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16 May 2016 Edition

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The challenges still facing us

Editorial – Eagarfhocal

There are significant challenges facing us – politically, socially and economically, as well as an unremittingly hostile mainstream media

FIANNA FÁIL (and some Independents) have facilitated Fine Gael’s return to power in Dublin. The Assembly elections have concluded. The work of building a Republic continues. 

There are significant challenges facing us – politically, socially and economically, as well as an unremittingly hostile mainstream media.

The return of 28 MLAs from the May Assembly elections is a solid performance to complement our all-Ireland increased strength of 23 TDs, seven senators, four MPs and four MEPs plus more than 250 councillors across the 32 Counties. The loss of a seat in West Belfast is disappointing but it has to be viewed against the remarkable achievement of the widely-acclaimed feat of winning five out of six seats in the constituency in the first place.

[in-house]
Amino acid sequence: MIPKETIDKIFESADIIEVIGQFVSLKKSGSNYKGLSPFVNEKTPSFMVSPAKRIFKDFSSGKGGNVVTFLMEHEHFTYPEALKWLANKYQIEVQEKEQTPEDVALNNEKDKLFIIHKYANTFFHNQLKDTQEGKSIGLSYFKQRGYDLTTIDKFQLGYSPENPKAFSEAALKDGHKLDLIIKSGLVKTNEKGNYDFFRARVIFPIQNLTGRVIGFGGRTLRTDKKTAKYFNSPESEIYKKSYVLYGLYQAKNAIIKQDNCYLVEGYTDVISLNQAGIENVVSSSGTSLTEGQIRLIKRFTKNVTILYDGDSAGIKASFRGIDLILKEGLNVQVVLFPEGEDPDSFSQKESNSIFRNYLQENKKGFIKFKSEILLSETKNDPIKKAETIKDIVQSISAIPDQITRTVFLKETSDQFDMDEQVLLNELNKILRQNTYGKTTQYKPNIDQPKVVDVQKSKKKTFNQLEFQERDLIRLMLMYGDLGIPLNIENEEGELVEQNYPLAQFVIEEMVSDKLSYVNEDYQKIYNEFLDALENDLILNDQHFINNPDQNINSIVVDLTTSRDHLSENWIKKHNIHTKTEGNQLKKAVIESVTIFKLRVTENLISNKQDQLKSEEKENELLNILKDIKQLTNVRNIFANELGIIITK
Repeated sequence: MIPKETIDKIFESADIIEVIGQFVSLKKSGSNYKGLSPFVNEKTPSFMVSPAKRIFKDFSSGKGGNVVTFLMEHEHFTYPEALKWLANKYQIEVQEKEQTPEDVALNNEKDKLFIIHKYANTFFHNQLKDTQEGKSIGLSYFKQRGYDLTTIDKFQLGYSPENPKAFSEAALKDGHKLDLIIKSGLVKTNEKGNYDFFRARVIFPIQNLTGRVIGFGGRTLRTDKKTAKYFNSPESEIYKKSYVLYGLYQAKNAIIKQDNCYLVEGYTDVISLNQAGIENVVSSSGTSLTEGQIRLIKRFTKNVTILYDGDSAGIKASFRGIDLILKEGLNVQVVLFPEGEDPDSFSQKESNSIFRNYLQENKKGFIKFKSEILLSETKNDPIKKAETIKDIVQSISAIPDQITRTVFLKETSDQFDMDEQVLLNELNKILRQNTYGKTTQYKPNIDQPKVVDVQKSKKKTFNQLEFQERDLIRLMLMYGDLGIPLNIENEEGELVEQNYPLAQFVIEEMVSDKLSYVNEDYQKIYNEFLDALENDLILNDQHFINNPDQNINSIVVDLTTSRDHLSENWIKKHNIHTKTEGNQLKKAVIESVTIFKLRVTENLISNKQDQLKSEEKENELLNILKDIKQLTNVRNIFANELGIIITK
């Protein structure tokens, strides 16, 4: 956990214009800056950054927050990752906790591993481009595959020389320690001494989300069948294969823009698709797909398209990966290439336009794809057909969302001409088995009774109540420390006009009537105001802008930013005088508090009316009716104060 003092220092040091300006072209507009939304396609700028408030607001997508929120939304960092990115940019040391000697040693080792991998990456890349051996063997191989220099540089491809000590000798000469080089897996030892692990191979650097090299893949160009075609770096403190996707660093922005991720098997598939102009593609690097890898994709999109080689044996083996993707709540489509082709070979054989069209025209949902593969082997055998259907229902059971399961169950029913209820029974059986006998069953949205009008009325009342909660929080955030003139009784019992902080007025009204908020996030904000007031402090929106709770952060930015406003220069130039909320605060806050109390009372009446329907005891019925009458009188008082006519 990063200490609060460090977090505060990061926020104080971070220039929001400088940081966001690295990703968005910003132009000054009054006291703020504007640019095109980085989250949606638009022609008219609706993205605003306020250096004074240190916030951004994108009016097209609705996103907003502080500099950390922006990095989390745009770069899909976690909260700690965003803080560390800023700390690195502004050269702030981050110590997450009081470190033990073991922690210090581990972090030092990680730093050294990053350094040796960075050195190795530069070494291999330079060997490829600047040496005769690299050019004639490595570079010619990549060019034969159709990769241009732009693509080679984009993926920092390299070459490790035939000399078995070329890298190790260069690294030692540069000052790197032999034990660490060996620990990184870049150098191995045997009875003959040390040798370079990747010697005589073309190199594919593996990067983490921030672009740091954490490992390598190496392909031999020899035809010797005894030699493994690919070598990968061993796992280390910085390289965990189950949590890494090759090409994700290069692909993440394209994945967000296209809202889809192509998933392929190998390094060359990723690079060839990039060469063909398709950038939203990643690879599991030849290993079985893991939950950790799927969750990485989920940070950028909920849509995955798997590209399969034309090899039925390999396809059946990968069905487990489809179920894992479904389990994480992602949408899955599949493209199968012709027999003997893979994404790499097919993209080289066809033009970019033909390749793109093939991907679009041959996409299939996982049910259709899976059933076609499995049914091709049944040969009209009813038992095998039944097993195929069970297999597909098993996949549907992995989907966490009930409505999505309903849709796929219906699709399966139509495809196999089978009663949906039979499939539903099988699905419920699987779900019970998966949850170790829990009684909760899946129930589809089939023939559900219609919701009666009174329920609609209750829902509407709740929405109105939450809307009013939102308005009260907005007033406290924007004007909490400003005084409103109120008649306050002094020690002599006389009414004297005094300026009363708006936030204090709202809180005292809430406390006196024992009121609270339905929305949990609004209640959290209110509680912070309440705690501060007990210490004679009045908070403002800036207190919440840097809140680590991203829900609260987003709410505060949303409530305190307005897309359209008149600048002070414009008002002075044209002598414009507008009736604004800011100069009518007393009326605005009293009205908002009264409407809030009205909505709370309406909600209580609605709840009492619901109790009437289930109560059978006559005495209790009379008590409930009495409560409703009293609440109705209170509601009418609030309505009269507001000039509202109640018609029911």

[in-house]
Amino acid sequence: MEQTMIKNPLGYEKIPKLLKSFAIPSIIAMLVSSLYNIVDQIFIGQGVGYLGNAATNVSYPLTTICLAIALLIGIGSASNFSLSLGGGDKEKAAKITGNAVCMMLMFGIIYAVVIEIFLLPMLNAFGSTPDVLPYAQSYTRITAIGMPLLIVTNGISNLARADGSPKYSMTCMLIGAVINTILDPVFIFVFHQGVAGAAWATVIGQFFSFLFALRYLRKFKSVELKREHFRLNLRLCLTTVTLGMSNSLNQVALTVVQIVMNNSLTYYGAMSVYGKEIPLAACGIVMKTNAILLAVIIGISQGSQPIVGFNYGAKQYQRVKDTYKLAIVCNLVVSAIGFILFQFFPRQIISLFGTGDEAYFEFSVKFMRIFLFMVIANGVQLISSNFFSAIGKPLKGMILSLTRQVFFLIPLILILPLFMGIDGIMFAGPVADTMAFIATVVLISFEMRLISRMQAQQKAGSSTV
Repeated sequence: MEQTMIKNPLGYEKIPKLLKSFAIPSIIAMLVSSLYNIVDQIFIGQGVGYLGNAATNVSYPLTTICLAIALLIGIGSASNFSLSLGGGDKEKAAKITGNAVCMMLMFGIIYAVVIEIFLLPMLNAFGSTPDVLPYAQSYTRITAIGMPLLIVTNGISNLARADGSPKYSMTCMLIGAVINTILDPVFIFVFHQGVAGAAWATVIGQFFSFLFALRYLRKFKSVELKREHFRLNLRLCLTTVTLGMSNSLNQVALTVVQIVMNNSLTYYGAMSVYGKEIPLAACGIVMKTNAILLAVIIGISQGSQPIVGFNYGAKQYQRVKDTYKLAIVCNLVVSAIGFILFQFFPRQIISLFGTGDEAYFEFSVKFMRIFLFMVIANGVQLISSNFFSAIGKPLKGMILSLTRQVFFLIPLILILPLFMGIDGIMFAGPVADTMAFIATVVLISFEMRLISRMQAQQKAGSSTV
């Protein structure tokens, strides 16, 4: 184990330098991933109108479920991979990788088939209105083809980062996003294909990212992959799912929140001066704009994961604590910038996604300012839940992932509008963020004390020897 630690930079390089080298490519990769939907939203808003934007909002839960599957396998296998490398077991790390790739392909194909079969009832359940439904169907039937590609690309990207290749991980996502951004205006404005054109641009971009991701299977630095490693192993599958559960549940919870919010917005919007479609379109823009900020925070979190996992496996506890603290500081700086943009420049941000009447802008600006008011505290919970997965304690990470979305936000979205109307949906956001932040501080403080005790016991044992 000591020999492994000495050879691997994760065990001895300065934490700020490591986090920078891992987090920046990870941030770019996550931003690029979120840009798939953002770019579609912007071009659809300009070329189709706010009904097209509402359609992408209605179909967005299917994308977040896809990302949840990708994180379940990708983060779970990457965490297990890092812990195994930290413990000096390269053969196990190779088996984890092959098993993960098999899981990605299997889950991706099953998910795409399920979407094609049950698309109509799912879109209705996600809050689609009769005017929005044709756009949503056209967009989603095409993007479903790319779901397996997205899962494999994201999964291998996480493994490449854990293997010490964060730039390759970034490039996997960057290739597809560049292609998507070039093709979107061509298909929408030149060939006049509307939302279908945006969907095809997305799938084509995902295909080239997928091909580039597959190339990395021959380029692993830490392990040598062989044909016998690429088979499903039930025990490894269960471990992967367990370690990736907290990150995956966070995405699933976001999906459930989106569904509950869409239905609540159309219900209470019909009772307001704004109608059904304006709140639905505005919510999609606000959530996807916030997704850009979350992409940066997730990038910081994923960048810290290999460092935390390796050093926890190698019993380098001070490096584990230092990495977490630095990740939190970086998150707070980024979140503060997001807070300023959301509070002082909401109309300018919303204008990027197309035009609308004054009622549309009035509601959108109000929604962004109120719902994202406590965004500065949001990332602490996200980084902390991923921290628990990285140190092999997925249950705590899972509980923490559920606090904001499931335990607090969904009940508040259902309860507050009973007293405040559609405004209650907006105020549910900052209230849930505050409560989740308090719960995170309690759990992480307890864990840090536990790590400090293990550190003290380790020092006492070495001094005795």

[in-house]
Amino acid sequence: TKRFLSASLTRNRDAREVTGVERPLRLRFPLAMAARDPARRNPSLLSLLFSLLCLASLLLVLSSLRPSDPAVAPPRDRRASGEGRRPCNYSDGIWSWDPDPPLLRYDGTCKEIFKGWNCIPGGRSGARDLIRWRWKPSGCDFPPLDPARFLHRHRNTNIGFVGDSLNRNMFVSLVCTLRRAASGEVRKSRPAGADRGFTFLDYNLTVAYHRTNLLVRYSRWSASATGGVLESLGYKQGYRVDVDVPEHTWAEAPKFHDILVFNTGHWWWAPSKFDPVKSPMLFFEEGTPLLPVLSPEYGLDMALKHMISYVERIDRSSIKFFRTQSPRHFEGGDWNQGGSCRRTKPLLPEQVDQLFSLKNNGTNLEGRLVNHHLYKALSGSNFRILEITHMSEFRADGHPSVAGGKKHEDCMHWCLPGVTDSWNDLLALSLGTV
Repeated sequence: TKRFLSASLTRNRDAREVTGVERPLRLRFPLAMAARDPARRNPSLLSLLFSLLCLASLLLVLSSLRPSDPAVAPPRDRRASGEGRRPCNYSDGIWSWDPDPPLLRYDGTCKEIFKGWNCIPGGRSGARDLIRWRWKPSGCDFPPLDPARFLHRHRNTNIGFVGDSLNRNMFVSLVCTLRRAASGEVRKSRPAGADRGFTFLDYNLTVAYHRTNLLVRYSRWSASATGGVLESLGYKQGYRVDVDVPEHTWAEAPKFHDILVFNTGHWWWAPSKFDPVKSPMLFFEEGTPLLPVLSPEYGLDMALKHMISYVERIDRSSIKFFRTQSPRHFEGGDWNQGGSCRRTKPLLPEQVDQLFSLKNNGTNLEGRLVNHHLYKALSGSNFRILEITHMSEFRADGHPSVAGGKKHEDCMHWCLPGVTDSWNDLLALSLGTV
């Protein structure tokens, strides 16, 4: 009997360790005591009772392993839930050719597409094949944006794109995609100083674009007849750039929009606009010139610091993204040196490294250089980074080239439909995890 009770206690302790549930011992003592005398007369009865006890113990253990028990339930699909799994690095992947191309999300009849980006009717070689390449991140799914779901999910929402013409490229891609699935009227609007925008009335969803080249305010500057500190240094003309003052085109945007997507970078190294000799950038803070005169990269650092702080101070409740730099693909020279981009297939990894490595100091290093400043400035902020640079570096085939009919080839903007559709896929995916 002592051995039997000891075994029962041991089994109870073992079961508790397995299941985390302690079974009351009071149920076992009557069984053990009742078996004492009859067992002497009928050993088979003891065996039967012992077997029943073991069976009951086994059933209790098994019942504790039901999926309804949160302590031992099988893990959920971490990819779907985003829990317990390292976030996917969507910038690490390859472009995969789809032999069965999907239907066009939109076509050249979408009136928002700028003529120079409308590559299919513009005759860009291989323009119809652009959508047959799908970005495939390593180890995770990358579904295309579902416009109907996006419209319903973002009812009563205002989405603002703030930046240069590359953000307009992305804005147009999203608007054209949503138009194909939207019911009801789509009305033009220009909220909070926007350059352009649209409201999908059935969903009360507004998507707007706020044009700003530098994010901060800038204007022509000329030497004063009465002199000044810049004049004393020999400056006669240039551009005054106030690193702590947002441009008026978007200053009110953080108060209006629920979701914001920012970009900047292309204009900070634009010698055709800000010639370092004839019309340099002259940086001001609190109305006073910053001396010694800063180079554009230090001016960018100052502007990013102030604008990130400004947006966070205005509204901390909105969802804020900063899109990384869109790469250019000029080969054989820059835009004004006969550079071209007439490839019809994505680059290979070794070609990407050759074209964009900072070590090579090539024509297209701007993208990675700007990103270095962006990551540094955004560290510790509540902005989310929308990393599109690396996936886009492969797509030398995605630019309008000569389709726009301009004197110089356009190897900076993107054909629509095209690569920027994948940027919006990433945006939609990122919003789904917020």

Other results and near-misses have to be seen alongside new gains with new faces and rising stars knocking on the doors of the Assembly and the Oireachtas.

But the elections are over and new administrations have been or are being formed. Republicans have to constantly challenge ourselves, in power or in Opposition.

The Tory attacks on public services continues and the government in Dublin born out of a political carve-up between the main conservative parties is promising more of the same unequal, unfair and failing policies. 

Sinn Féin stands in opposition to the Tories in London and in opposition to the Tories in Dublin.

The island of Ireland will also feel the effects of Westminster’s ‘Brexit’ referendum on whether the Tories of England take themselves and working-class communities, and the people of Scotland, Wales and the Six Counties with them out of the EU.

This centenary year has been a marvellous celebration of the ideals and aspirations of the men and women of the 1916 Rising. 

The popularisation of the centenary is something that republicans can justifiably take a lot of credit for in their inclusive events, parades, pageants, talks and exhibitions.

The 1916 centenary continues to present this generation of republicans with opportunities to bring about new politics. 

It is a time most suited to keeping alive the prospect of a new Republic by building Sinn Féin – not just in the corridors of power but also in our communities, where people’s frustrations can be channelled into ambitions, actions and campaigns to change the society we want our families to live in.

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